Updating Your Visual Identity System
What do I mean when I say "visual identity system?" I mean a set of graphic design parameters that an organization follows to give all their communications a family resemblance. Normally, such a system will consist of 1) a logo or system of logos, 2) specific colors, 3) stipulated font families, and possibly 4) design templates and grids for producing brochures. Ideally such a system covers both web and print applications although many apply predominantly to print. Sometimes the systems are produced then sit on a shelf gathering dust but sometimes they actually become the rulebook for an institution's communications. Here's a PDF of one I produced several years ago for Tufts.
So the question arises – how long is one of these things good for? Or alternatively, if I produced an identity system a while ago, does it need to be refreshed or can I just stick with it?
The answer is you should refresh it. If you produced an identity system more than five years ago, you should undertake a review of the system and consider updating it to fit evolving design tools and sensibilities.
What I am not talking about here is changing your logo. That's not a refresh. That's a new identity system. You only want to do that when the previous work was inadequate or inconsistent with your current strategic goals.
But even if you think your identity system is working well and you like your logo and your colors, it's worth updating it to extend its useful life.
The main catalyst for such a review are dramatic developments over the past few years in font design and capabilities. The greatest of these is the ability, through services such as Typekit, to employ a wide range of fonts on the Web. Five or six years ago this capability did not exist, and most designers spec'ed Verdana, Georgia, Arial or similar fonts for Web applications. Today, the world of print typefaces has opened up for Web application. That doesn't mean that all of these fonts are appropriate for the Web. But it does mean that it's worth reviewing your system to see whether there are new ways to build a stronger shared identity between your print and Web communications.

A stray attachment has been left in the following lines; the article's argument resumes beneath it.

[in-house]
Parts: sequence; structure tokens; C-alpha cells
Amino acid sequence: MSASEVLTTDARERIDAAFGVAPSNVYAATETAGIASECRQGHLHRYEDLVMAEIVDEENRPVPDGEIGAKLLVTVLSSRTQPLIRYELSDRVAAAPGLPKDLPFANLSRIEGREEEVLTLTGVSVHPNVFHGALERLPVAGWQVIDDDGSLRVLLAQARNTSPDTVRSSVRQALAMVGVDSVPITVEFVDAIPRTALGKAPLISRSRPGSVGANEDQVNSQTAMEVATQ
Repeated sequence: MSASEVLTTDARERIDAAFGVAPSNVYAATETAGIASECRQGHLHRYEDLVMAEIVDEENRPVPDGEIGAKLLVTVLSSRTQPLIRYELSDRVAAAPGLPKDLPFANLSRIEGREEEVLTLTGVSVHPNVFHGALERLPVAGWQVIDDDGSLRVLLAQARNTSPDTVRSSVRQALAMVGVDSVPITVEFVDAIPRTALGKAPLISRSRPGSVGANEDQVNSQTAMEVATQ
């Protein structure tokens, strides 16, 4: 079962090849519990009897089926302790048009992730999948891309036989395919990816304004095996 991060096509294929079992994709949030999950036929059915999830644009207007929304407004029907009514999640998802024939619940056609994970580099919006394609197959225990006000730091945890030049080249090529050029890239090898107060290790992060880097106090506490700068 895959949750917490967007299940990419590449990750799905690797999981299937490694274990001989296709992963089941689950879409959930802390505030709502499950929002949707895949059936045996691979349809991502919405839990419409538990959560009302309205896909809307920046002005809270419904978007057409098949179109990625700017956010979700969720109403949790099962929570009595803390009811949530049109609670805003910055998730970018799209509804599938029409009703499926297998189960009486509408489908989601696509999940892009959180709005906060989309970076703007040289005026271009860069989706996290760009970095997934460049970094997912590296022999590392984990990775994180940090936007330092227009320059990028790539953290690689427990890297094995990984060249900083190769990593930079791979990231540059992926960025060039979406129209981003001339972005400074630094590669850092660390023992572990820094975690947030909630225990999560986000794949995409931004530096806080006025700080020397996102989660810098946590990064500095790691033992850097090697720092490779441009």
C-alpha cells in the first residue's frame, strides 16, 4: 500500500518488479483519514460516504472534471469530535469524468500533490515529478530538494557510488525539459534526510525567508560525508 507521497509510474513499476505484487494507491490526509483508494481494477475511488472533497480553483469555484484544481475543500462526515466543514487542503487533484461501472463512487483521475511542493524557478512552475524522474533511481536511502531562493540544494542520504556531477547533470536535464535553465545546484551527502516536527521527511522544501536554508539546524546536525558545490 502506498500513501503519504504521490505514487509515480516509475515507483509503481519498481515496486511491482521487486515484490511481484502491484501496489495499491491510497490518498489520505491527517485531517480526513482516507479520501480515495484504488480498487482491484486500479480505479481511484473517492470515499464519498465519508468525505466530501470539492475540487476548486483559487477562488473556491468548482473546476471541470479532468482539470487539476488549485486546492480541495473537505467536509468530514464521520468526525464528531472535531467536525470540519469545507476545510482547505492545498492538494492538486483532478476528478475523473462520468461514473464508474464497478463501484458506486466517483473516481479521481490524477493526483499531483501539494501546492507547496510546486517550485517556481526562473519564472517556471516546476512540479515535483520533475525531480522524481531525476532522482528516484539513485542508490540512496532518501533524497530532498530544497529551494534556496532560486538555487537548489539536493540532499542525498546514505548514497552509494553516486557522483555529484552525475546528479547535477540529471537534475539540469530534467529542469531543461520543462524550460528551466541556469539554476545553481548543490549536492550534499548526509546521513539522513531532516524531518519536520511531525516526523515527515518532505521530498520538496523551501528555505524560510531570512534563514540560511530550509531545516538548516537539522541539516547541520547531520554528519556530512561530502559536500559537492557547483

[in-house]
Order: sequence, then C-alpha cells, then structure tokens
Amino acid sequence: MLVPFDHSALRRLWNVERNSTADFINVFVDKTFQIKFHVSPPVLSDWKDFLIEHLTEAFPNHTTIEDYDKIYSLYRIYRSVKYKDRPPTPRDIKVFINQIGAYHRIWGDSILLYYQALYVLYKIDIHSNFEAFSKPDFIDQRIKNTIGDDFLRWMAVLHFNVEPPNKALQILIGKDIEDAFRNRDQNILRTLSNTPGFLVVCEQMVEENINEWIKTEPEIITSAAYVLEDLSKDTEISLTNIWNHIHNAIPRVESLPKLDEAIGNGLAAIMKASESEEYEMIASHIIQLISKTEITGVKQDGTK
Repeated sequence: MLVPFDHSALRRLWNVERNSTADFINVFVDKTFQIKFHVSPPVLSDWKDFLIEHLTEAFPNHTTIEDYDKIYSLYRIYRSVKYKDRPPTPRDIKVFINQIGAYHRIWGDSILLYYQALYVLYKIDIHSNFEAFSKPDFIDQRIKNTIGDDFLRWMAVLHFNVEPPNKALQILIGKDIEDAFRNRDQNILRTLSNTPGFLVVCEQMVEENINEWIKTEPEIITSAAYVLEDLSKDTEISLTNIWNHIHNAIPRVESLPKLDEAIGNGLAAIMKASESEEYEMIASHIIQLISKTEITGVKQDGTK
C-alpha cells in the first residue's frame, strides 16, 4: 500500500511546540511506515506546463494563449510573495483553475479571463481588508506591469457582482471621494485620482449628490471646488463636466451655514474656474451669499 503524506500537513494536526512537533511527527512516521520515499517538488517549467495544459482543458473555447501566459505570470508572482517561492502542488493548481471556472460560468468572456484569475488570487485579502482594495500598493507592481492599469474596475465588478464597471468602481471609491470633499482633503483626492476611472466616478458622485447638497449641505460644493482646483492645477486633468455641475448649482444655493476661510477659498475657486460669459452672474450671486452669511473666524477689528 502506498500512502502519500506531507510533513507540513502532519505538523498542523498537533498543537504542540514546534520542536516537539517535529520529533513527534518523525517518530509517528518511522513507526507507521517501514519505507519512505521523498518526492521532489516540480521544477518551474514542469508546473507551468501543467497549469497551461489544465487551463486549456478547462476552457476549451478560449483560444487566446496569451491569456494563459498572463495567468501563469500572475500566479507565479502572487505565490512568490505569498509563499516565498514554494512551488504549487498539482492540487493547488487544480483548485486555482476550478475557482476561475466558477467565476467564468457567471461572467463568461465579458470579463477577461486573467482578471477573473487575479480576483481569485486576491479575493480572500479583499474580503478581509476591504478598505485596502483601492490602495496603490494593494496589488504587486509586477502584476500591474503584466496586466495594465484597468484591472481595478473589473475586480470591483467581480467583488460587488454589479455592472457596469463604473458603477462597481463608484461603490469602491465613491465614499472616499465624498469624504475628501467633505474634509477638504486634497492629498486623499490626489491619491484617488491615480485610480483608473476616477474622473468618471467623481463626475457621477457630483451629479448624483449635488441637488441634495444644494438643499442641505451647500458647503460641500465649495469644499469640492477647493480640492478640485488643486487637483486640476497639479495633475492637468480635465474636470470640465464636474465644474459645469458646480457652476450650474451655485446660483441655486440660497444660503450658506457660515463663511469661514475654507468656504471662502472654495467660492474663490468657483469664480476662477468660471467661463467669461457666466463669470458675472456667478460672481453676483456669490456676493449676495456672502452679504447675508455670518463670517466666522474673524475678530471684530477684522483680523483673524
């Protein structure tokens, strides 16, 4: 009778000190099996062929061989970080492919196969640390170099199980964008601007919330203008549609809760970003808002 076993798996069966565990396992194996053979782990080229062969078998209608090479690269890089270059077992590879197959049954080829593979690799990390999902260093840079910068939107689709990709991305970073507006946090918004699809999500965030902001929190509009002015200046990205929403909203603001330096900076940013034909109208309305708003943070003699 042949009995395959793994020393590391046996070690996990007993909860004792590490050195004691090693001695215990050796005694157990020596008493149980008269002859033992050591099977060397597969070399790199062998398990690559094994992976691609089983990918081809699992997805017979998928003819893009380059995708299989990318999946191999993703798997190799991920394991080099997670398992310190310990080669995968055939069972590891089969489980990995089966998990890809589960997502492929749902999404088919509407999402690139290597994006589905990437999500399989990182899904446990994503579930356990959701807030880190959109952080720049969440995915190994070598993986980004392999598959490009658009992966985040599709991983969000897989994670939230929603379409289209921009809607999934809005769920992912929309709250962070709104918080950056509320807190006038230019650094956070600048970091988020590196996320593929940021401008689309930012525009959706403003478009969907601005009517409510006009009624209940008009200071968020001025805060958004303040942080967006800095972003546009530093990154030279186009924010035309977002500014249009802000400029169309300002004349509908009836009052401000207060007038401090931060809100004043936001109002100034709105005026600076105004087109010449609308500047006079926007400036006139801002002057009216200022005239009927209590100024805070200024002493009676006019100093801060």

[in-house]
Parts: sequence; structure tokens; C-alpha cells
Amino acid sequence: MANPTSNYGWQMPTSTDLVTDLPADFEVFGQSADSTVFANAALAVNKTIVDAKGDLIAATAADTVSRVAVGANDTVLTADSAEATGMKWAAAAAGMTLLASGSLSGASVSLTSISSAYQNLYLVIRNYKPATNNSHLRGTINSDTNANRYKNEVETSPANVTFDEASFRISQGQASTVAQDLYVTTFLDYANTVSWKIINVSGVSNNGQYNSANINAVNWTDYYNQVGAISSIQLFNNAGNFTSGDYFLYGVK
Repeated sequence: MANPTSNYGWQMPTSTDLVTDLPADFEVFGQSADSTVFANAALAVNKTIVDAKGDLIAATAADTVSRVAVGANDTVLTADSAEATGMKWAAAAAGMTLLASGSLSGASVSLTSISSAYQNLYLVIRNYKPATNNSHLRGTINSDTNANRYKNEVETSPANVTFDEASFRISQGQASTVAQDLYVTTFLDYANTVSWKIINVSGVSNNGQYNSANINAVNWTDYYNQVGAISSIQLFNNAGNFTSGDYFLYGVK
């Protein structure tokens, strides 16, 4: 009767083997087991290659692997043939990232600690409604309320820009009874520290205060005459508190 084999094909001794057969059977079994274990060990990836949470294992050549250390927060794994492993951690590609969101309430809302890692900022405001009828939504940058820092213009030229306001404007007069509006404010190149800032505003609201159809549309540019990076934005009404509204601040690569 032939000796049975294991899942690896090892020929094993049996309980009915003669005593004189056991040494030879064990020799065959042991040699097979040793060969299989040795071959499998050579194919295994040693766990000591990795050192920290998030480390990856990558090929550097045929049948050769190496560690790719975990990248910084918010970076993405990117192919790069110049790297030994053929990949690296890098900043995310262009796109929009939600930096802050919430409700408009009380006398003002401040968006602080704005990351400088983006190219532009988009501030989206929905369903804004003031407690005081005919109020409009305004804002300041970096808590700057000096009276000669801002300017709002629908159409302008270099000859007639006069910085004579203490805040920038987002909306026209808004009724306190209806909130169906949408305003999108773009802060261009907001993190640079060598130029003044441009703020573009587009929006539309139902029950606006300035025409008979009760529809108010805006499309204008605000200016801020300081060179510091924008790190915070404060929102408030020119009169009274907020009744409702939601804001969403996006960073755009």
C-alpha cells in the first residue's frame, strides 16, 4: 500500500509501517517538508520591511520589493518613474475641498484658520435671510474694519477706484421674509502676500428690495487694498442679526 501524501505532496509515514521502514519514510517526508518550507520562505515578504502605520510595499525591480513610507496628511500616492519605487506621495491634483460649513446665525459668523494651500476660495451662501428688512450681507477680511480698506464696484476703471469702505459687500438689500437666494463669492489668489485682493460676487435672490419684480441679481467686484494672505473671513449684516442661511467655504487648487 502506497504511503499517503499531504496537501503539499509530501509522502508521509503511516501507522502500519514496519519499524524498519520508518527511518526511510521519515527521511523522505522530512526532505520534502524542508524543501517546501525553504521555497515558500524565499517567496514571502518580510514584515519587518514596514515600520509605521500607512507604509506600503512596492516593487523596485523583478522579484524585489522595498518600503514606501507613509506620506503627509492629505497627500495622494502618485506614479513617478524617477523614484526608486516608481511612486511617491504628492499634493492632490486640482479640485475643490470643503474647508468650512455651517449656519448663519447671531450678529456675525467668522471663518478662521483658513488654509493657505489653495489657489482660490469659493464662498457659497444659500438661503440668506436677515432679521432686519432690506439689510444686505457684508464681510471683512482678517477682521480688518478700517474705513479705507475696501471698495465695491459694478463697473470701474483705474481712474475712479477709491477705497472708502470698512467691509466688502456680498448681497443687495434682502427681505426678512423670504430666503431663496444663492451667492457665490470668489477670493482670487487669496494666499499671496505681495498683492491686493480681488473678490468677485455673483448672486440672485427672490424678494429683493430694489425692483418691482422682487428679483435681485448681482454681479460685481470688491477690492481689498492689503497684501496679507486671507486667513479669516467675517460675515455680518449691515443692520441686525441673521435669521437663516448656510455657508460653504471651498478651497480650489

There have also been enormous strides in font design over the past few years that give designers many new tools for excellence in design. Adobe, among others, has produced new font families that support corporate branding goals much more comprehensively with both serif'ed and sans-serif'ed communciations. An institution should not make a change simply for novelty's sake. Consistency of appearance is what a good identity system is all about. But if you are operating with a set of fonts that a communications firm gave you several years ago, the chances are good that there are new fonts that might give your institution a better tool kit.
While you're undertaking this review, it's worth looking at the new colors that Pantone has released to see whether any of those can support your color system.
None of this is radical, or indeed, high priority work. I worry, therefore, that most institutions won't go to the trouble However, if you want to keep your communications professional and effective, it's worth reviewing and updating your identity system from time to time – not to alter the design sensibility or intention, but to take advantage of new resources and the ways that design is evolving.